Last Updated on September 11, 2022 by The Blessed Queens
how often should you moisturize low porosity hair? That’s one of the most difficult questions naturals with low porosity ask.
Are you moisturizing too often? Or too much? Today we are looking into answering the question of how often should you moisturize low porosity hair!
How Often Should You Moisturize Low Porosity Hair
When it comes to low porosity hair in order to get moisture back in it’s a good idea to have a clean head of hair.
Ideally, Once a week is how often you need to wash low porosity hair to keep it soft, moisturized, and free from buildup until your next wash.
Did you know that hair porosity is a key player in effectively moisturizing our hair?
If you know that you’re a low porosity girl then you know your hair cant seem to keep itself moisturized for too long.
Why is this happening Queen? This is due to the outer layer as known as the cuticle of the hair.
The way the cuticle of your hair lays and opens is the determining factor of your porosity.
In case you’re a newbie when it comes to your hair care lets get into things step by step!
What does low porosity mean?
Hair has low porosity when the cuticle layer of the hair is tightly packed and flat.
The cuticle, like shingles, are tightly nested together to protect your hair strand.
Making it difficult for water to pass.
This is the reason people with low porosity have a hard time with their hair absorbing moisture.
When you know your hair porosity you can better choice when it comes to buying hair products. It can also help you build a better hair regimen.
Quick Signs of Low Porosity Hair?
- Your hair is always dry no matter how often you moisturize, deep condition or greenhouse it!
Do You Have Low Porosity Hair?
Here’s what you need to do:
- Make sure you wash your hair first
- Let it dry
- Cut a strand of hair
- Fill up a glass with water
- Drop that piece of hair in the glass of water
- Check if it sinks or floats
If your hair floats at the top, it’s one of the characteristics of low porosity hair.
This means your hair will always reject moisture in the form of water, oils, and creams. As a result, you’ll get buildup on your scalp easily. Here is a video that demonstrates the test
How to treat Your low-porosity hair?
Clarify your hair
Since your hair is prone to having product build-up use a clarifying shampoo to remove the buildup and give your hair a fresh start.
Deep condition with heat
It is important to open your cuticle a bit to deep condition your hair properly.
By using heat you are assured that the cuticle layers will lift so the interior of your strands is moisturized.
You can condition with heat in two simple ways:
- Using Indirect Heat – by applying your deep conditioner to your hair, covering it with a cap and applying indirect heat via hooded dryer.
- Using Direct Heat – By applying a deep conditioner to your hair and using direct heat from a hair steamer.
Use greenhouse/baggy method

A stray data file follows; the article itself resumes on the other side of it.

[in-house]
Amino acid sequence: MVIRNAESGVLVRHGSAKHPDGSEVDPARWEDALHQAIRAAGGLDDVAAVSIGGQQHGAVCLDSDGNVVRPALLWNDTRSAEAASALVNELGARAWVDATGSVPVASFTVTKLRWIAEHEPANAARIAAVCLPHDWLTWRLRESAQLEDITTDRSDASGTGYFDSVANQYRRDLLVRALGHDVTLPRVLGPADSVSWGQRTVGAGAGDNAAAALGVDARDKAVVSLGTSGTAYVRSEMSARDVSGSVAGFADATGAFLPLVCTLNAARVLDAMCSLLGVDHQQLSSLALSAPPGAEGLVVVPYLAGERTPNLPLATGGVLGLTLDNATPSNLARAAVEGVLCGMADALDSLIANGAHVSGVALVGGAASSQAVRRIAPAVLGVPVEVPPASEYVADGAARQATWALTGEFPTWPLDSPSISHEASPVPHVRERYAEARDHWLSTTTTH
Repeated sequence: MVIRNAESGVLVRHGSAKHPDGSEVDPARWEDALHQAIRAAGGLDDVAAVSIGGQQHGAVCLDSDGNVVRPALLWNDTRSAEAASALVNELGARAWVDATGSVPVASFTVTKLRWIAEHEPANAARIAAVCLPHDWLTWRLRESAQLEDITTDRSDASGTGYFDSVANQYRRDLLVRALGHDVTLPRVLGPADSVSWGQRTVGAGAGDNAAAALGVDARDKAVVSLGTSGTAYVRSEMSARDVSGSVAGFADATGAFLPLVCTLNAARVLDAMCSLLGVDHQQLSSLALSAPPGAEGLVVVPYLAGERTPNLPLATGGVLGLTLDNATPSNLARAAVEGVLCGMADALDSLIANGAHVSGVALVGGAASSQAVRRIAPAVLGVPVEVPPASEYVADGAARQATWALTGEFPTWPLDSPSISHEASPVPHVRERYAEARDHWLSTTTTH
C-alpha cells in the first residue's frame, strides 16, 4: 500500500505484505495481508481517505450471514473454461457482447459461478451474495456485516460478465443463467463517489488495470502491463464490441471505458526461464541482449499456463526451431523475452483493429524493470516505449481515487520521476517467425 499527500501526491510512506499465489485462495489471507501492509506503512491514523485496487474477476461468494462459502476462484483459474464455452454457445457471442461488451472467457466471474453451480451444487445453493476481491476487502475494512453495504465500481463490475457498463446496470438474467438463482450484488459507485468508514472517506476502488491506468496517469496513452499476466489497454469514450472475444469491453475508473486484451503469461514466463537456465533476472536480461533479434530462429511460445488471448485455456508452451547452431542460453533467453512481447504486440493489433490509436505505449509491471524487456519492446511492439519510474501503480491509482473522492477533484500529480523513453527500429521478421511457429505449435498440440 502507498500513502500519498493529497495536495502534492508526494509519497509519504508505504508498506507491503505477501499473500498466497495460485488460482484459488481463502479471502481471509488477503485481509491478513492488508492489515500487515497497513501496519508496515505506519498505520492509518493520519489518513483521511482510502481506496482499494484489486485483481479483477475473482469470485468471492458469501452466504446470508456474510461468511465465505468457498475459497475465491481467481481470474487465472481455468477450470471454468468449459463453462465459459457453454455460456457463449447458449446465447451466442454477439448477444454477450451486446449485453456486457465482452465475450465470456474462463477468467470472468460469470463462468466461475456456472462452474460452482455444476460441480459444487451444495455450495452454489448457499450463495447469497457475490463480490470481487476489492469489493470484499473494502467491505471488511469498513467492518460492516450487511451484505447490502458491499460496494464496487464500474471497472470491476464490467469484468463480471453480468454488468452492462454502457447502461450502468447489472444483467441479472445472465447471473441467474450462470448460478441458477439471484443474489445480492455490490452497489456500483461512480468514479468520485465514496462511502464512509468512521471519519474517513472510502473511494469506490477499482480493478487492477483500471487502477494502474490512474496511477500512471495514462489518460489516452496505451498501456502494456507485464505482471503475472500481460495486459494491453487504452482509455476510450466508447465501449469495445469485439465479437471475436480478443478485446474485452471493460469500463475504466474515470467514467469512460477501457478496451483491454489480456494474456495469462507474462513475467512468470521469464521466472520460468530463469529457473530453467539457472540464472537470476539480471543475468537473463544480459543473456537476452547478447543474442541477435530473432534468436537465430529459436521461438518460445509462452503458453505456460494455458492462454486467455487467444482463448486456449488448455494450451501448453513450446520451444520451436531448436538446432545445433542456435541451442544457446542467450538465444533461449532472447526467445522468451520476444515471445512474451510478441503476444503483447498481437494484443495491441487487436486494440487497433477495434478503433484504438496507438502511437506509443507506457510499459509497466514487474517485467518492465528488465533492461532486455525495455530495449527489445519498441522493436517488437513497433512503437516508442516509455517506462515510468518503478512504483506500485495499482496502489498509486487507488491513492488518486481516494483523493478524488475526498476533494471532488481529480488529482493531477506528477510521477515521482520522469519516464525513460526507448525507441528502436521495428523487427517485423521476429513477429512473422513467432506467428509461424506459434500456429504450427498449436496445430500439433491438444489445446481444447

The green house method is done to create a humid environment that forces your hair to absorb moisture. The process is pretty simple.
Moisturize your hair as you normally would, cover it with a plastic cap and a beanie/snug fitting hat/hair turban/towel. You can leave your hair wrapped up overnight.
You will notice, when you remove the outer layer, that the plastic cap has water droplets inside of it. The droplets form because of the heat rising from your head.
Humectants are your friends
Things such as glycerin (veggie or animal), honey, agave nectar, coconut nectar, etc… gain moisture from the air and help to adhere it to your hair.
Be sure the humectant you use is properly diluted.
Avoid heavy styling products
Just adds unnecessary weight to the hair and contributes heavily to build up. No bueno.
Use water-based moisturizers
Just test and see because some people have problems using water-based leave-in conditioners containing aloe vera juice or gel.
Avoid heavy oils
Heavy oils sit on top of the hair and aren’t fully absorbed beyond the cuticle layer. It defeats the purpose of moisture retention and softening of the hair.
Oils such as Coconut oil, castor oil, and olive oil are the most commonly used heavy carrier oils in hair products.
It’s best for you to avoid them!
Use light oils
Lightweight oils such as apricot kernel oil, argan oil, grapeseed oil, and sweet almond oil are ideal.
If you love using coconut oil but hate the heaviness, try the lighter option which is fractionated coconut oil.
Jojoba oil is a medium-weight oil and fine for most low porosity hair as well.
Tips for moisturizing low porosity hair
Here are some great tips that will help you better moisturize your low porosity hair:
- Use a pre-poo treatment. You can use an oil, a mix of oils, a conditioner containing oils, or a butter.
A pre-poo treatment adds softness, slip, and weight. Penetrating oils like coconut, sunflower, olive, avocado, or grapeseed are good choices.
- Always deep condition because it works best if you leave it on for a minimum of ½ hr but you can leave it on for as long as you like. For low porosity hair, deep conditioning works best with heat (using a steamer, a hooded dryer or a thermal heat cap).
- Seal in moisture with an oil. Low porosity hair usually responds better to the L(liquid/leave-in), C(cream), O(oil) method rather than the famous LOC method.
- Sleep with a satin cap or use a satin pillowcase, satin does not rob your hair of moisture the way cotton does.
There you have it, How Often Should You Moisturize Low Porosity Hair!
What’s upir biggest hair struggle?!
What to read next? I’ve got you, girl!
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- 6 Wise Low Porosity Hair Growth Practices For Thriving Hair!
- Easy Diy Deep Conditioner For Low Porosity Hair
- The Ultimate Low Porosity Hair Regimen Strategy
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